• No need to do manual deployment of the system, more time for development.
  • Simplifies the transfer of the system to a new test environment.
  • The quality of the product is growing, because there is no need to wait for the end of development to remove bugs and make changes to the functionality.


TFS Build, Maven, Graddle, Ant.

Automated testing

Traditionally, the solution is considered to be a compilation of the project and obtaining the executable part of the program. Of course, after the assembly, the program can be executed, but this does not mean that it will work correctly. Today, most programming languages ​​and development environments can catch some defects already at the programming stage, but even more errors do not come across at the compilation level. One way to catch defects quickly and effectively is testing automation.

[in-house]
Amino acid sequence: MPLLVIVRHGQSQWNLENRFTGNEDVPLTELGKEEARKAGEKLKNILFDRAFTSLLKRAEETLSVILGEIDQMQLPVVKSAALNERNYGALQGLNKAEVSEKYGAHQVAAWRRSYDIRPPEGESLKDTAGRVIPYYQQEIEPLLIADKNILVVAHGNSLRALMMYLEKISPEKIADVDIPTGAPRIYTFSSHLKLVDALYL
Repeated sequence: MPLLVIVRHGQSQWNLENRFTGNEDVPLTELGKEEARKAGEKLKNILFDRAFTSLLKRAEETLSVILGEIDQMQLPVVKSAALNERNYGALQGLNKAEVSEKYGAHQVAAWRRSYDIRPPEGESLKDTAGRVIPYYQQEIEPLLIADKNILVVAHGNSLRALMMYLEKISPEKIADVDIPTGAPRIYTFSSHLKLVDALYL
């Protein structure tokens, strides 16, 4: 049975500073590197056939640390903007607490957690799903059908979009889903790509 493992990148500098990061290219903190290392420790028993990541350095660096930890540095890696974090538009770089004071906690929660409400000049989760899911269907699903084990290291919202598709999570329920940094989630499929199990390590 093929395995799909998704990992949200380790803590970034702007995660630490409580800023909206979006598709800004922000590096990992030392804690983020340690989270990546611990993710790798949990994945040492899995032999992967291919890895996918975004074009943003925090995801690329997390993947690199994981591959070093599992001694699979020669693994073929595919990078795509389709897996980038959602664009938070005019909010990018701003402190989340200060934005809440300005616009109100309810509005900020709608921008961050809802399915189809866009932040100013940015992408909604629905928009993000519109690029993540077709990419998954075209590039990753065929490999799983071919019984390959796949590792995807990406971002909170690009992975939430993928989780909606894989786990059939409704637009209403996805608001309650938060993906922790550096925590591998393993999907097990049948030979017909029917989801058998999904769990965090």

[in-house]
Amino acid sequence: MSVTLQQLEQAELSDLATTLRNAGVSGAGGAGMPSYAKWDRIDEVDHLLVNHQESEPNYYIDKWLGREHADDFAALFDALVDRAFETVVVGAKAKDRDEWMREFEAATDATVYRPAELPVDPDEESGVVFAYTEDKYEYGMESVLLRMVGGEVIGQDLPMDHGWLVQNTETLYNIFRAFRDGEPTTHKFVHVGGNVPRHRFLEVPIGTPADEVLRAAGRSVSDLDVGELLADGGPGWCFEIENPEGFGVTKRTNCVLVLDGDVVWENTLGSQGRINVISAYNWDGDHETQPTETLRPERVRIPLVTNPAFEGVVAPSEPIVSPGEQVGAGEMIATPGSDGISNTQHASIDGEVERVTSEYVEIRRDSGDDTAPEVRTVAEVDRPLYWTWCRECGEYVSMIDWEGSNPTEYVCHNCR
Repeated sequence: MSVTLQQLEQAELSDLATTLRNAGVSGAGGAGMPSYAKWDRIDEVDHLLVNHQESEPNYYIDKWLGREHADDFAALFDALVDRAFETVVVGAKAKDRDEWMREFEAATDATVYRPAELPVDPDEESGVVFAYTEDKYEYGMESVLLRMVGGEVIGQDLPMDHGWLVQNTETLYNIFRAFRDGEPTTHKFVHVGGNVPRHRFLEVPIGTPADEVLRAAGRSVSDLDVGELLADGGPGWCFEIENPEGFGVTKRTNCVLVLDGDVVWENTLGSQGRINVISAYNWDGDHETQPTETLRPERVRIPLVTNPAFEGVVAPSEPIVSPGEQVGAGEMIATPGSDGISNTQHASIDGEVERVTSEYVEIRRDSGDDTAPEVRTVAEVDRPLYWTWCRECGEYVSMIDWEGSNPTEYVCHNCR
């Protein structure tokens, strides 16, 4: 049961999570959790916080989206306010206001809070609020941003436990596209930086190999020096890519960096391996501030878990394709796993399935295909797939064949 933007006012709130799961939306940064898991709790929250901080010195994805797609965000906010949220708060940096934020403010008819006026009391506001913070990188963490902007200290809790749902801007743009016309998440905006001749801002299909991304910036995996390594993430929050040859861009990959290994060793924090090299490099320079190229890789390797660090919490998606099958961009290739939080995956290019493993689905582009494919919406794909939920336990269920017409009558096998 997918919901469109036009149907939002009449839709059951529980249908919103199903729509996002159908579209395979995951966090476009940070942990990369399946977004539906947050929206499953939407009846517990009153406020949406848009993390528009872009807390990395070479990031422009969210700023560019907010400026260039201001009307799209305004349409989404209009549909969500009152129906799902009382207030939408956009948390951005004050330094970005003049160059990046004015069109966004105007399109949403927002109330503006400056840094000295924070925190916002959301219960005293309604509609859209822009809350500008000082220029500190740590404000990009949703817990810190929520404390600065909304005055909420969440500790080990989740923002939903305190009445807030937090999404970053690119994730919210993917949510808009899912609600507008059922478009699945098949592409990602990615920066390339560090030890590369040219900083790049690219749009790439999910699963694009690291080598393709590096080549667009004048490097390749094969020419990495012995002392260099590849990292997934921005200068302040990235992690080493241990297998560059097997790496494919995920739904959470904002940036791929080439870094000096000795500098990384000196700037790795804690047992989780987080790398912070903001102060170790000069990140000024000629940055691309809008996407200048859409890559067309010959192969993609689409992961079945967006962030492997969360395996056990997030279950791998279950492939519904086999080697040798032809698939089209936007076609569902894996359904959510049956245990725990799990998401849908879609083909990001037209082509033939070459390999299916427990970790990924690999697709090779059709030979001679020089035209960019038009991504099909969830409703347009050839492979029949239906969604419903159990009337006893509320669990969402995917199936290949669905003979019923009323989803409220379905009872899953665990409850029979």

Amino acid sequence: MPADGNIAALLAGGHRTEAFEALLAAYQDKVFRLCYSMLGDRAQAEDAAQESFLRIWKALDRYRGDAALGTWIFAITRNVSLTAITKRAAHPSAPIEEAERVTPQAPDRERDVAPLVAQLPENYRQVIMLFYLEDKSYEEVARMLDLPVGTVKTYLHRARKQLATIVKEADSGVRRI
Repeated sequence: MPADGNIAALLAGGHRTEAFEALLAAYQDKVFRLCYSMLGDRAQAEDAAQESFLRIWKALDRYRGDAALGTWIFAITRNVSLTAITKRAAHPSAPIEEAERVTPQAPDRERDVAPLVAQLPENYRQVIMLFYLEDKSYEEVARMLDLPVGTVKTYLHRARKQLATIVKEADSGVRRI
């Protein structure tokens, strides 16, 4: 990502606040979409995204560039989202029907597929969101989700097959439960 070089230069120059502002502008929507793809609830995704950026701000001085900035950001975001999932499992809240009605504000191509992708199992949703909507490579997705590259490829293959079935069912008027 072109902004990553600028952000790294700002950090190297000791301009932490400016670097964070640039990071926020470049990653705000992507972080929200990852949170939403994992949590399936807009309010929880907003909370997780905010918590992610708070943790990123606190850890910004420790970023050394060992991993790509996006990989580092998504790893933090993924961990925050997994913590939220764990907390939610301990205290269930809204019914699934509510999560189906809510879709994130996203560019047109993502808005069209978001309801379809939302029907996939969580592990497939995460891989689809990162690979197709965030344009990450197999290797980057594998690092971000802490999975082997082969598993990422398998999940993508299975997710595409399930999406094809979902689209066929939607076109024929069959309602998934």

How it works

Without going into details, we calculated that when developing Jet Signal, automated tests save us about the same as automated assembly - 1 person-day daily. The main thing to remember: if you have developed an, you need to use it constantly. However, replacing all testers with automated testing will fail - sometimes it’s cheaper and faster to work with people than to waste time and automate this process.


  • Automated tests can be performed 24/7, they are much cheaper.
  • The speed is much higher than in manual testing.
  • They are more reliable because they cannot forget or intentionally miss a test.
  • Human and technical risks are reduced, there is no threat of becoming dependent on the development and testing team.
  • Automated tests circumvent user interface limitations.